When I was a kid I was squirrelly and scared. I didn’t like school much and my parents were having marital problems back then. You could feel the tension in my house.
My mom was a saint while my dad was a very tough and sometimes harsh disciplinarian. I was a kid who came home from school and looked to see if his Father’s clothes were still in his closet. My Mom would get fed up from time to time and ask him to leave. At a young age I felt I had little to hold on to or any way to keep my fear and pain from eating away at me.
The one thing I did have was that I liked to draw. I liked to copy the art on record albums and design my own. I liked the art on Beatles albums. My mother pushed me in to art lessons at 7 years of age. I took lessons from a well known regionalist painter named Maleta Forsberg, who lived on our block.
Ms. Forsberg taught me shading and perspective. She taught me how to mix colors. She taught me how to make a picture. She gave me the sense that this practice and discipline were important and that I could make it my own. She was positive and calm. Her studio was like a magical world for me. I found that when I felt low I could escape into my art. My Mom gave me the push I needed and Maleta Forsberg taught and encouraged me. She saved me and gave me the path that I am still on today.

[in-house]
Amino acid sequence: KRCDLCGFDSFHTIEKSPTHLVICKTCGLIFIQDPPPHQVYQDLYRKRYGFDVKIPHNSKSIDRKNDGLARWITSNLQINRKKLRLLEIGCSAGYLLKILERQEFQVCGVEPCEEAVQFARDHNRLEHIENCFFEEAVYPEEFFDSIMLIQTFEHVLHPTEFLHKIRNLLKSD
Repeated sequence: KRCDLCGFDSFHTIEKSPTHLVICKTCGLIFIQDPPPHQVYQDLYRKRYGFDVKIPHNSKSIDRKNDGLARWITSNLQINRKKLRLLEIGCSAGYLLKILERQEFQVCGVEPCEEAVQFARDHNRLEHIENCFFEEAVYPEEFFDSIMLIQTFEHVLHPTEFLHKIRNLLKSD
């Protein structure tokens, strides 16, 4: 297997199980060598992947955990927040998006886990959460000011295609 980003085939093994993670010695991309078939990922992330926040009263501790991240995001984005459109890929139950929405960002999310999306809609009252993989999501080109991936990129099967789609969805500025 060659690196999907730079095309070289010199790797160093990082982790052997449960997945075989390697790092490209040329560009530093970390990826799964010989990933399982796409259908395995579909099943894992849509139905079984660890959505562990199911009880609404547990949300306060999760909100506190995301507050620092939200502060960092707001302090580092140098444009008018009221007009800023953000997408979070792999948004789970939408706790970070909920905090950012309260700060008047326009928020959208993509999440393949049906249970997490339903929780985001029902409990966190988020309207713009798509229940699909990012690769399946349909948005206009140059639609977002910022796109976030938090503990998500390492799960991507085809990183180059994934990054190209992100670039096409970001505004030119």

She lives in Lindsborg now and has for years. She’s still a successful artist. And she will attend my own opening next month at the Sandzen Museum in Lindsborg, where she will view the art of a man, who was once a scared little boy—a boy she saved.